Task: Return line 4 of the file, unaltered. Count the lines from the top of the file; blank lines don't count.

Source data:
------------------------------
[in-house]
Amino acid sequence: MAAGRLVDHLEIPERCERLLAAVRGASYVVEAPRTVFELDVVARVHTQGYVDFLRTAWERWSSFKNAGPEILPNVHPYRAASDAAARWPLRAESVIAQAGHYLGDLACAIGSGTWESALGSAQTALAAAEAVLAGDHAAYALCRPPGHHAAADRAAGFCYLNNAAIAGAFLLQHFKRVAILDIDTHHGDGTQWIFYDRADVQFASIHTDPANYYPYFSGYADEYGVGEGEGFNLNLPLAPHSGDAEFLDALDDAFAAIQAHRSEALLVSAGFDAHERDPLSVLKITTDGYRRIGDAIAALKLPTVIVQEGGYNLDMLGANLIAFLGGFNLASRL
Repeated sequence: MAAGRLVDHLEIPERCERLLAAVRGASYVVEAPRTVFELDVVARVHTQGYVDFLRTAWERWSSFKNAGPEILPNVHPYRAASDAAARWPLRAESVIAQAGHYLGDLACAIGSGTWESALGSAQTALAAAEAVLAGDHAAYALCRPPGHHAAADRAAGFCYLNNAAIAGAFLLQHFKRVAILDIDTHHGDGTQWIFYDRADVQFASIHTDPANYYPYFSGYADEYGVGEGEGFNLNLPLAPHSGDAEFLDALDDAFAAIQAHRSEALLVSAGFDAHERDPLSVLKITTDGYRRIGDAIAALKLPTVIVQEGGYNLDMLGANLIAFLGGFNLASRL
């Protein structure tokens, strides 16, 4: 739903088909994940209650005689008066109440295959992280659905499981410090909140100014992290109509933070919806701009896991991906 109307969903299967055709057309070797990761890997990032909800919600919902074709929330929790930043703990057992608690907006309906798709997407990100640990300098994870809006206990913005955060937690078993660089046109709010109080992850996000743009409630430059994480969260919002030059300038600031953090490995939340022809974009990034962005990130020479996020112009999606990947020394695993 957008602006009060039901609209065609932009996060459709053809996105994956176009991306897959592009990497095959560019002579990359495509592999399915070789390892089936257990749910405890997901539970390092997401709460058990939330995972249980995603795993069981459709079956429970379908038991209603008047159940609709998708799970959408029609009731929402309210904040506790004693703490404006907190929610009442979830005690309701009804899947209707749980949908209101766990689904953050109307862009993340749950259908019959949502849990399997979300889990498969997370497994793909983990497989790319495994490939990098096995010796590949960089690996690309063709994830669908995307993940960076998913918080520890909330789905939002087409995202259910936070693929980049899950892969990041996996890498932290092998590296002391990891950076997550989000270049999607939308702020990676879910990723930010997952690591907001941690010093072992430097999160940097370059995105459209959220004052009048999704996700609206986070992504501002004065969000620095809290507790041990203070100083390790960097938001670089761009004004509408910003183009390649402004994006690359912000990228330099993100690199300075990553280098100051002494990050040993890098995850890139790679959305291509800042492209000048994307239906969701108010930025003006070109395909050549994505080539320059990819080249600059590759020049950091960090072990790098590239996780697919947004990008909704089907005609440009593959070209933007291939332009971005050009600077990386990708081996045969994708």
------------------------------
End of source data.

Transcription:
């Protein structure tokens, strides 16, 4: 739903088909994940209650005689008066109440295959992280659905499981410090909140100014992290109509933070919806701009896991991906 109307969903299967055709057309070797990761890997990032909800919600919902074709929330929790930043703990057992608690907006309906798709997407990100640990300098994870809006206990913005955060937690078993660089046109709010109080992850996000743009409630430059994480969260919002030059300038600031953090490995939340022809974009990034962005990130020479996020112009999606990947020394695993 957008602006009060039901609209065609932009996060459709053809996105994956176009991306897959592009990497095959560019002579990359495509592999399915070789390892089936257990749910405890997901539970390092997401709460058990939330995972249980995603795993069981459709079956429970379908038991209603008047159940609709998708799970959408029609009731929402309210904040506790004693703490404006907190929610009442979830005690309701009804899947209707749980949908209101766990689904953050109307862009993340749950259908019959949502849990399997979300889990498969997370497994793909983990497989790319495994490939990098096995010796590949960089690996690309063709994830669908995307993940960076998913918080520890909330789905939002087409995202259910936070693929980049899950892969990041996996890498932290092998590296002391990891950076997550989000270049999607939308702020990676879910990723930010997952690591907001941690010093072992430097999160940097370059995105459209959220004052009048999704996700609206986070992504501002004065969000620095809290507790041990203070100083390790960097938001670089761009004004509408910003183009390649402004994006690359912000990228330099993100690199300075990553280098100051002494990050040993890098995850890139790679959305291509800042492209000048994307239906969701108010930025003006070109395909050549994505080539320059990819080249600059590759020049950091960090072990790098590239996780697919947004990008909704089907005609440009593959070209933007291939332009971005050009600077990386990708081996045969994708």